Inflation reached 21.9 per cent in Egypt in December, up from 19.2 per cent the previous month, the state-run Central Agency for Mobilization and Statistics revealed today; the highest level since December 2017.
"This is primarily due to pass-through effects from the pound's depreciation at the end of October, as well as further weakening of the currency in the parallel market through December," Goldman Sachs said.
The Central Bank devalued the Egyptian pound by approximately 14.5 per cent on 27 October and allowed it to continue to decline gradually and slowly in November and December.
Five analysts also expected core inflation to jump to 23.6 per cent, up from 21.5 per cent in November.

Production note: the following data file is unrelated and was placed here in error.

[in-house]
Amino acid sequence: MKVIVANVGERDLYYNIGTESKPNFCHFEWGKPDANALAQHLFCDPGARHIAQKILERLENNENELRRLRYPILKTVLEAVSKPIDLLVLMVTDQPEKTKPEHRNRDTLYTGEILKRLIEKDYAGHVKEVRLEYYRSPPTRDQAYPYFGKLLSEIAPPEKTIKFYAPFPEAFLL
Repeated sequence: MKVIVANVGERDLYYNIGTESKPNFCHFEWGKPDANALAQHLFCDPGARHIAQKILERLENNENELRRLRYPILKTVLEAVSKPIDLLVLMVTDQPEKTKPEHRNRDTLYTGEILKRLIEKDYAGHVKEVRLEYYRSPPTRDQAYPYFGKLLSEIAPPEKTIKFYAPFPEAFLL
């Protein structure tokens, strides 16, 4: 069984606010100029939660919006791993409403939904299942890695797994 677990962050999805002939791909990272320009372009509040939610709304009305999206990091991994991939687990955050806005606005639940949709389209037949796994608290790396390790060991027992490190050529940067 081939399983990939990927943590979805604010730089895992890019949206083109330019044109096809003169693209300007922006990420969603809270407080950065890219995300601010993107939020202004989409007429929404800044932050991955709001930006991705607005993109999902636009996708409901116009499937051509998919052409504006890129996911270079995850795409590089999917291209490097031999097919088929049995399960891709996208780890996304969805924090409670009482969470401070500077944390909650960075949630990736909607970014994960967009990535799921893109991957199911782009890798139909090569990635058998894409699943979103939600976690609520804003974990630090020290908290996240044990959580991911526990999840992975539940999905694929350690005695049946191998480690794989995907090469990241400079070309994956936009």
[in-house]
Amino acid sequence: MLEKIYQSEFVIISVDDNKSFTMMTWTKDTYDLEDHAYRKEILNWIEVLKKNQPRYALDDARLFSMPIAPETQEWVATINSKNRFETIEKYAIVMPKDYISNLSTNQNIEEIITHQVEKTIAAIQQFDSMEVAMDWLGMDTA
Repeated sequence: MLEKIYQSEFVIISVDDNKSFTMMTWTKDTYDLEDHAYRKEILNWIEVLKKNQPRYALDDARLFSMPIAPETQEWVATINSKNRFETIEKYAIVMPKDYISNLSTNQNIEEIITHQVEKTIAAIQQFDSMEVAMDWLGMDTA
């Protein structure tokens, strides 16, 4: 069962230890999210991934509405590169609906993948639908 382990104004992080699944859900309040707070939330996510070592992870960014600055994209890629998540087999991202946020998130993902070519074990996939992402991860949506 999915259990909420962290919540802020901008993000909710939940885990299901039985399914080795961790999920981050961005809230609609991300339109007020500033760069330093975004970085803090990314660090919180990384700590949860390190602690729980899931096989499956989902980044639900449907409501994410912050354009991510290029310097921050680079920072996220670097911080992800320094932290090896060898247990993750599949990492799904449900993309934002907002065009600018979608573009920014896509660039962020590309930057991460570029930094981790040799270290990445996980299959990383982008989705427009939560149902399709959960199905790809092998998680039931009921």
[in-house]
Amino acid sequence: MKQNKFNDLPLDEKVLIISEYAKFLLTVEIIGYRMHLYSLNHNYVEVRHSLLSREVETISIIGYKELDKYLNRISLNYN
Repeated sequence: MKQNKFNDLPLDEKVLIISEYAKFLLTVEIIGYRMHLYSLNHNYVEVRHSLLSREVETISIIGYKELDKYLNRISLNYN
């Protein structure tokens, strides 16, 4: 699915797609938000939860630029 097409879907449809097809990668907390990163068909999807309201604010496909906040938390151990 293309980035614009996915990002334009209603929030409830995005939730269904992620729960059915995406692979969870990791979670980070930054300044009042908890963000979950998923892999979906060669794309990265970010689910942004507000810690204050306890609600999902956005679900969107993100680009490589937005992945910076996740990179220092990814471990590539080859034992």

Rising inflation will put pressure on the central bank's Monetary Policy Committee to raise interest rates at its next meeting on 2 February.
The central bank Monetary Policy Committee stated that a decision was made to raise interest rates on overnight deposit, lending and the rate of the main operation of the Central Bank by 300 basis points, to reach 16.25 per cent, 17.25 per cent, and 16.75 per cent, respectively.
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